New York’s Prompt Pay Act, which sets the standards that govern private commercial construction contracts exceeding $150,000, was amended effective November 17, 2023. The Amendment known as Senate Bill 3539 provides two significant changes which advance the timing of payments from the owner to the contractor. First, Section 756-a now permits a contractor to submit its final invoice for payment to the owner upon substantial completion (as “such term is defined in the contract or as it is contemplated by the terms of the contract”). Failure to release retainage as required by the law will subject the party holding retainage to interest of one percent per month from the date the retention was due and owing. Under the prior version of the law, a contractor had to complete performance of all of its contractual obligations before submitting a final invoice for payment. Second, Section 756-c now provides that no more than five percent retainage may be retained by the owner, contractor, or subcontractor and, in no case, shall retainage exceed the actual percentage retained by the owner. The prior law set no limits for retention and allowed the owner, contractor, or subcontractor to withhold retainage of a “reasonable amount of the contract sum.” The new law applies to all contracts entered on and after November 17, 2023.

In the wake of the U.S. Supreme Court’s decision in Students for Fair Admissions, Inc. v. President & Fellows of Harvard College, 600 U.S. 181 (2023) (SFFA), which limits the reach of race-based affirmative action programs in college admissions, a federal lawsuit was recently filed in the Eastern District of Kentucky alleging discrimination against the U.S. Department of Transportation’s Disadvantaged Business Enterprise (DBE) program: Mid-America Milling Co., LLC v. Department of Transportation, Case No. 3:23-cv-72.

Initially adopted in 1983, the DBE program aimed to address discrimination in federally assisted transportation projects. Most recently, it was reauthorized in November 2021 when President Biden signed the Infrastructure Investment and Jobs Act (IIJA). The IIJA also mandated that 10% of all new surface transportation funding (which amounts to more than $37 billion) shall be expended through small business concerns owned and controlled by socially and economically disadvantaged individuals. The DBE program requires state and local transportation agencies receiving federal assistance to establish overall goals for the participation of disadvantaged business enterprises and contract-specific DBE subcontracting goals. The applicable federal regulations (15 U.S.C. § 637(d) and 13 C.F.R. § 124.103-104) require the local transportation agencies to presume that certain racial and ethnic groups and women are socially and economically disadvantaged when considering bids for federally funded projects.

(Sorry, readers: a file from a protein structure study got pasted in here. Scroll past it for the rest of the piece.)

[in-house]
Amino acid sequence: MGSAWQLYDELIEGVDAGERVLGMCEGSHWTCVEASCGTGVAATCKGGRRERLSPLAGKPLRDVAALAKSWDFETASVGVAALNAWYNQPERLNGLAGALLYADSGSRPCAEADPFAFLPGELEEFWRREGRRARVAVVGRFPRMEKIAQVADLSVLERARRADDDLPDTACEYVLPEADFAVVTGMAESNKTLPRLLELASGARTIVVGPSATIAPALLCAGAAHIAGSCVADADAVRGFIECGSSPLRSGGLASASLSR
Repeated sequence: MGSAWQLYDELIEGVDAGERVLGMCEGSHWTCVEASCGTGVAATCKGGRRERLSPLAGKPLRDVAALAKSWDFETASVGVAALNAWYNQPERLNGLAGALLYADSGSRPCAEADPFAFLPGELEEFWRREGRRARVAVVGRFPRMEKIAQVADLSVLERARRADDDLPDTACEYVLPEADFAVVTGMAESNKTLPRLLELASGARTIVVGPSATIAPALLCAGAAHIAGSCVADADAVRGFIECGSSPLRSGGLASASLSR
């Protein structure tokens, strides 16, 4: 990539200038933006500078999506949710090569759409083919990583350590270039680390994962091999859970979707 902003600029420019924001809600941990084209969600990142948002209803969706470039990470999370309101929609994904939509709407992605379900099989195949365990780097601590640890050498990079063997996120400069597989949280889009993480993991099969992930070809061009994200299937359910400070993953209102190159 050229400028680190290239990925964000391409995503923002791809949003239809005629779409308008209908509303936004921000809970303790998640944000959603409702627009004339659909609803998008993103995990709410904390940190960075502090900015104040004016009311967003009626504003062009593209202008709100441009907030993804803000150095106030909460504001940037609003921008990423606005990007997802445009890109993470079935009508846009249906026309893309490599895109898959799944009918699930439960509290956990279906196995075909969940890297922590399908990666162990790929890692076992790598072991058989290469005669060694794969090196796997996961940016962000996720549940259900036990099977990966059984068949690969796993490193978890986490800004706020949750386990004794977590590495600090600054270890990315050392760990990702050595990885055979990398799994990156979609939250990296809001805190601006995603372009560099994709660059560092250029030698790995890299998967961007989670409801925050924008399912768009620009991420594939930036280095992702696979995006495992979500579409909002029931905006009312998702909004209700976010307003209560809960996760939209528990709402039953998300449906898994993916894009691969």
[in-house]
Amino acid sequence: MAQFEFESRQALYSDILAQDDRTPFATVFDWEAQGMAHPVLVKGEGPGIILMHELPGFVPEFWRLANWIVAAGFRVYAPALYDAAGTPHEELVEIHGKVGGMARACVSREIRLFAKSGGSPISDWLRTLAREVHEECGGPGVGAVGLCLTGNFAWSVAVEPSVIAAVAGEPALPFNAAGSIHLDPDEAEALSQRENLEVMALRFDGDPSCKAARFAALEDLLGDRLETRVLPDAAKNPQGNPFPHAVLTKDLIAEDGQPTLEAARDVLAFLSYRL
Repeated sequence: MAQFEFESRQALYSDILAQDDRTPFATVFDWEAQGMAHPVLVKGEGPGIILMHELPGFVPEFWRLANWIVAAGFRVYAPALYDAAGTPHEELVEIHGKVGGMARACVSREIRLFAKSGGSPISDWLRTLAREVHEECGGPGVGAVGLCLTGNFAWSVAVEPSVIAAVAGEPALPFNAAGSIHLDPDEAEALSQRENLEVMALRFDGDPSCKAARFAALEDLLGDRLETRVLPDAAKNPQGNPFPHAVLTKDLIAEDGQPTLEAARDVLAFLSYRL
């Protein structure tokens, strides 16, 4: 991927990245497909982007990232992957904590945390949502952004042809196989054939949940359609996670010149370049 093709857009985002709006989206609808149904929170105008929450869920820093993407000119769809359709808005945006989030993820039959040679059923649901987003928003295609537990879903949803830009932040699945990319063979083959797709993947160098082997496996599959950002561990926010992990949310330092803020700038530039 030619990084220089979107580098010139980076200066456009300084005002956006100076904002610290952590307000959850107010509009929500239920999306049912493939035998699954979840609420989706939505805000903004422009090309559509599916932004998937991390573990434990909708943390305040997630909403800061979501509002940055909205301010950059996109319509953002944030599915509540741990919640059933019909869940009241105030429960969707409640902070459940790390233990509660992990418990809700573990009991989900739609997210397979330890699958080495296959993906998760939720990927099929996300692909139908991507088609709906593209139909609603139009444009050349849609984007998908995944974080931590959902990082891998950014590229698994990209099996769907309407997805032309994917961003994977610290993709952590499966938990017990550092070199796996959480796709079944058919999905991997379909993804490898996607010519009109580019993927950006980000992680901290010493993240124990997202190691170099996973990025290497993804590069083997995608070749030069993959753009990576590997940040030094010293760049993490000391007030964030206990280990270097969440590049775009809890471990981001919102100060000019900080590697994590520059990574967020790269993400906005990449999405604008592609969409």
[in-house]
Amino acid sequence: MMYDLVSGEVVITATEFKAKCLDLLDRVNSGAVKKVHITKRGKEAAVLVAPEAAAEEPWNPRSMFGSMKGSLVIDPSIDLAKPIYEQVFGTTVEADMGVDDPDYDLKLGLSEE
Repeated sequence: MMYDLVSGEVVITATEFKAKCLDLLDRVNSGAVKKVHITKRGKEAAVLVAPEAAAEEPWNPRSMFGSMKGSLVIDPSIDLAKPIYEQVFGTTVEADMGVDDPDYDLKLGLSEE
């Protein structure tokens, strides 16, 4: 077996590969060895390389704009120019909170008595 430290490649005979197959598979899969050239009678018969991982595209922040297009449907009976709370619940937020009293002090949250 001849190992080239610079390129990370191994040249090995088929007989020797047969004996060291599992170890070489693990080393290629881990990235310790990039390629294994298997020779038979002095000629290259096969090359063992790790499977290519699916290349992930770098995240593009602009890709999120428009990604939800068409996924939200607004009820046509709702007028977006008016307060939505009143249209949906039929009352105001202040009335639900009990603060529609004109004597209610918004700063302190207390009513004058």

The plaintiffs in Mid-America have challenged the use of the DBE presumption when determining whether a person is socially disadvantaged on the grounds that such an affirmative action program giving preference to certain companies based on race and gender constitutes unconstitutional racial discrimination. The plaintiffs allege that such a program prevents them from competing on government contracts on equal footing with firms owned by women and certain racial minorities and should be permanently dismantled under SFFA.

The plaintiffs seek a court order declaring the race and gender-based classifications in the DBE program unconstitutional and an order to enjoin the federal government from applying both the presumption of social disadvantage in the DBE program and the IIJA 10% set aside for socially and economically disadvantaged individuals. Mid-America may be heading toward the U.S. Supreme Court, where the viability of the DBE program will hang in the balance.

This week we are pleased to have a guest post by Robinson+Cole Labor Relations Group chair Natale V. DiNatale.

The NLRB has reversed decades of precedent and made it far easier for unions to represent employees, including construction employers, without a secret ballot election.  Initially, it is important to understand that this new standard applies to traditional “9(a)” relationships, not prehire agreements under 8(f) of the NLRA.  While both types of relationships exist in the construction industry, 9(a) relationships require support from a majority of employees, while prehire agreements do not and tend to be project specific.  The NLRB’s new standard (announced in Cemex Construction Materials Pacific, LLC, 372 NLRB No. 130 (2023)) emphasizes union authorization cards that are gathered by union officials and union activists who often employ high-pressure tactics to obtain a signature.  Employees often sign authorization cards without the benefit of understanding the significance of the cards.  Even if they don’t want a union, they may sign because they feel pressured by a coworker, don’t want to offend a colleague, or want to avoid being bothered.

The new standard still permits an election, but the NLRB will only conduct an election if the employer petitions for an election promptly, usually within two weeks of the union’s demand for recognition.  Even if an employer petitions for an election, the NLRB will set aside that election if the employer commits virtually any misstep during the period leading up to the election.  Thus, if the union loses the election and the Employer commits an unfair labor practice, the NLRB will look to union cards and likely order that the employer recognize and bargain with the union.  The impact of this new standard is that any union that gathers authorization cards from a majority of employees in an appropriate bargaining unit has a relatively easy path to recognition without an election and despite an election loss.

The New Process – Union Demand for Recognition & Employer Response